# Importance Sampling

Suppose we have an random variable with pdf and we wish to find its second moment numerically. However, the random-fu package does not support sampling from such as distribution. We notice that

So we can sample from and evaluate

```
> {-# OPTIONS_GHC -Wall #-}
> {-# OPTIONS_GHC -fno-warn-name-shadowing #-}
> {-# OPTIONS_GHC -fno-warn-type-defaults #-}
> {-# OPTIONS_GHC -fno-warn-unused-do-bind #-}
> {-# OPTIONS_GHC -fno-warn-missing-methods #-}
> {-# OPTIONS_GHC -fno-warn-orphans #-}
```

```
> module Importance where
```

```
> import Control.Monad
> import Data.Random.Source.PureMT
> import Data.Random
> import Data.Random.Distribution.Binomial
> import Data.Random.Distribution.Beta
> import Control.Monad.State
> import qualified Control.Monad.Writer as W
```

```
> sampleImportance :: RVarT (W.Writer [Double]) ()
> sampleImportance = do
> x <- rvarT $ Normal 0.0 2.0
> let x2 = x^2
> u = x2 * 0.5 * exp (-(abs x))
> v = (exp ((-x2)/8)) * (recip (sqrt (8*pi)))
> w = u / v
> lift $ W.tell [w]
> return ()
```

```
> runImportance :: Int -> [Double]
> runImportance n =
> snd $
> W.runWriter $
> evalStateT (sample (replicateM n sampleImportance))
> (pureMT 2)
```

We can run this 10,000 times to get an estimate.

```
ghci> import Formatting
ghci> format (fixed 2) (sum (runImportance 10000) / 10000)
"2.03"
```

Since we know that the -th moment of the exponential distribution is where is the rate (1 in this example), the exact answer is 2 which is not too far from our estimate using importance sampling.

The value of

is called the weight, is the pdf from which we wish to sample and is the pdf of the importance distribution.

# Importance Sampling Approximation of the Posterior

Suppose that the posterior distribution of a model in which we are interested has a complicated functional form and that we therefore wish to approximate it in some way. First assume that we wish to calculate the expectation of some arbitrary function of the parameters.

Using Bayes

where is some normalizing constant.

As before we can re-write this using a proposal distribution

We can now sample repeatedly to obtain

where the weights are defined as before by

We follow Alex Cook and use the example from (Rerks-Ngarm et al. 2009). We take the prior as and use as the proposal distribution. In this case the proposal and the prior are identical just expressed differently and therefore cancel.

Note that we use the log of the pdf in our calculations otherwise we suffer from (silent) underflow, e.g.,

```
ghci> pdf (Binomial nv (0.4 :: Double)) xv
0.0
```

On the other hand if we use the log pdf form

```
ghci> logPdf (Binomial nv (0.4 :: Double)) xv
-3900.8941170876574
```

```
> xv, nv :: Int
> xv = 51
> nv = 8197
```

```
> sampleUniform :: RVarT (W.Writer [Double]) ()
> sampleUniform = do
> x <- rvarT StdUniform
> lift $ W.tell [x]
> return ()
```

```
> runSampler :: RVarT (W.Writer [Double]) () ->
> Int -> Int -> [Double]
> runSampler sampler seed n =
> snd $
> W.runWriter $
> evalStateT (sample (replicateM n sampler))
> (pureMT (fromIntegral seed))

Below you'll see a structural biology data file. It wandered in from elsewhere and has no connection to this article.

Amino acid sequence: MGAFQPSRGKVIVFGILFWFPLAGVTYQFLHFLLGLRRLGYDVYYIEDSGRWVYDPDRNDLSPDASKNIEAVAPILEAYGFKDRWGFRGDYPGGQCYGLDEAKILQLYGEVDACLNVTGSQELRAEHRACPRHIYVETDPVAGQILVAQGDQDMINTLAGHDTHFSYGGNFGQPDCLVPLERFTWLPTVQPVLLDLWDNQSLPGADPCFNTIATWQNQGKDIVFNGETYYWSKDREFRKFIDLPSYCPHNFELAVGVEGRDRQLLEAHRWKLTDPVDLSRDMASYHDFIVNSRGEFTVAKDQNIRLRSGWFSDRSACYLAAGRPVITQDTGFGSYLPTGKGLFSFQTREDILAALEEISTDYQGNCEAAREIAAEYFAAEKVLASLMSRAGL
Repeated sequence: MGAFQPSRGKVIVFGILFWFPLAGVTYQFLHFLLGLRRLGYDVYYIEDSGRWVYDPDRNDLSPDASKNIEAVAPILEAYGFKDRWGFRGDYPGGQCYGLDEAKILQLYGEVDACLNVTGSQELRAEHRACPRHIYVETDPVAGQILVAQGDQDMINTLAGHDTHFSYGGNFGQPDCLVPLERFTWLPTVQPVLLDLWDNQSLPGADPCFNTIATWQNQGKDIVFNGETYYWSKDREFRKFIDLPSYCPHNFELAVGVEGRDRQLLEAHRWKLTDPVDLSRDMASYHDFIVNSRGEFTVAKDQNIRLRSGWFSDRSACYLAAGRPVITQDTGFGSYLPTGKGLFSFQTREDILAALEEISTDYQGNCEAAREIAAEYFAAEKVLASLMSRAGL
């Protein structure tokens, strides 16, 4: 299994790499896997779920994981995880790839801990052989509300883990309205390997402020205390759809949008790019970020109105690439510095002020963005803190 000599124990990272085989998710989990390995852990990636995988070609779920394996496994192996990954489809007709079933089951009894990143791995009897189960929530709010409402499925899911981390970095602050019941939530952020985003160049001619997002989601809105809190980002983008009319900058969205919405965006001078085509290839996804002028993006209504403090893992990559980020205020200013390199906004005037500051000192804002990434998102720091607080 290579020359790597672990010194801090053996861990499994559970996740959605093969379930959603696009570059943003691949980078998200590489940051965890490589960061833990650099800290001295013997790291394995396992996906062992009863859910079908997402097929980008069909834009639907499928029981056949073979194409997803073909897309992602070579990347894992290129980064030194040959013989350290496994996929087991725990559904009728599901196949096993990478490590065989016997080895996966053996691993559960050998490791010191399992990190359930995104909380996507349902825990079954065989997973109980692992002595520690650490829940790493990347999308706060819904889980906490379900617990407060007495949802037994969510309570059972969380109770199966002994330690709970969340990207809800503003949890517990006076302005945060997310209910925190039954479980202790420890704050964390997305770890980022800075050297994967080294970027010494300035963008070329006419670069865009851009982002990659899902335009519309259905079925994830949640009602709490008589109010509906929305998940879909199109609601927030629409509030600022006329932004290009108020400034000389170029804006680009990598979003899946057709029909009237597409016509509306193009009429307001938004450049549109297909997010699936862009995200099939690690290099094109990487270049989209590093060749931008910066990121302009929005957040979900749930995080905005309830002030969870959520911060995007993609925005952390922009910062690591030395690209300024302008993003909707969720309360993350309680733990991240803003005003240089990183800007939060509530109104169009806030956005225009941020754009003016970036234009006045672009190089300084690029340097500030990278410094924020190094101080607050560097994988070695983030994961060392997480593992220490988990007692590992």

```

```
> sampleSize :: Int
> sampleSize = 1000
```

```
> pv :: [Double]
> pv = runSampler sampleUniform 2 sampleSize
```

```
> logWeightsRaw :: [Double]
> logWeightsRaw = map (\p -> logPdf (Beta 1.0 1.0) p +
> logPdf (Binomial nv p) xv -
> logPdf StdUniform p) pv
```

```
> logWeightsMax :: Double
> logWeightsMax = maximum logWeightsRaw
>
> weightsRaw :: [Double]
> weightsRaw = map (\w -> exp (w - logWeightsMax)) logWeightsRaw
```

```
> weightsSum :: Double
> weightsSum = sum weightsRaw
```

```
> weights :: [Double]
> weights = map (/ weightsSum) weightsRaw
```

```
> meanPv :: Double
> meanPv = sum $ zipWith (*) pv weights
>
> meanPv2 :: Double
> meanPv2 = sum $ zipWith (\p w -> p * p * w) pv weights
>
> varPv :: Double
> varPv = meanPv2 - meanPv * meanPv
```

We get the answer

```
ghci> meanPv
6.400869727227364e-3
```

But if we look at the size of the weights and the effective sample size

```
ghci> length $ filter (>= 1e-6) weights
9
ghci> (sum weights)^2 / (sum $ map (^2) weights)
4.581078458313967
```

so we may not be getting a very good estimate. Let’s try

```
> sampleNormal :: RVarT (W.Writer [Double]) ()
> sampleNormal = do
> x <- rvarT $ Normal meanPv (sqrt varPv)
> lift $ W.tell [x]
> return ()
```

```
> pvC :: [Double]
> pvC = runSampler sampleNormal 3 sampleSize
```

```
> logWeightsRawC :: [Double]
> logWeightsRawC = map (\p -> logPdf (Beta 1.0 1.0) p +
> logPdf (Binomial nv p) xv -
> logPdf (Normal meanPv (sqrt varPv)) p) pvC
```

```
> logWeightsMaxC :: Double
> logWeightsMaxC = maximum logWeightsRawC
>
> weightsRawC :: [Double]
> weightsRawC = map (\w -> exp (w - logWeightsMaxC)) logWeightsRawC
```

```
> weightsSumC :: Double
> weightsSumC = sum weightsRawC
```

```
> weightsC :: [Double]
> weightsC = map (/ weightsSumC) weightsRawC
```

```
> meanPvC :: Double
> meanPvC = sum $ zipWith (*) pvC weightsC
```

```
> meanPvC2 :: Double
> meanPvC2 = sum $ zipWith (\p w -> p * p * w) pvC weightsC
>
> varPvC :: Double
> varPvC = meanPvC2 - meanPvC * meanPvC
```

Now the weights and the effective size are more re-assuring

```
ghci> length $ filter (>= 1e-6) weightsC
1000
ghci> (sum weightsC)^2 / (sum $ map (^2) weightsC)
967.113872888872
```

And we can take more confidence in the estimate

```
ghci> meanPvC
6.371225269833208e-3
```

# Bibliography

Rerks-Ngarm, Supachai, Punnee Pitisuttithum, Sorachai Nitayaphan, Jaranit Kaewkungwal, Joseph Chiu, Robert Paris, Nakorn Premsri, et al. 2009. “Vaccination with ALVAC and AIDSVAX to Prevent HIV-1 Infection in Thailand.” *New England Journal of Medicine* 361 (23) (December 3): 2209–2220. doi:10.1056/nejmoa0908492. http://dx.doi.org/10.1056/nejmoa0908492.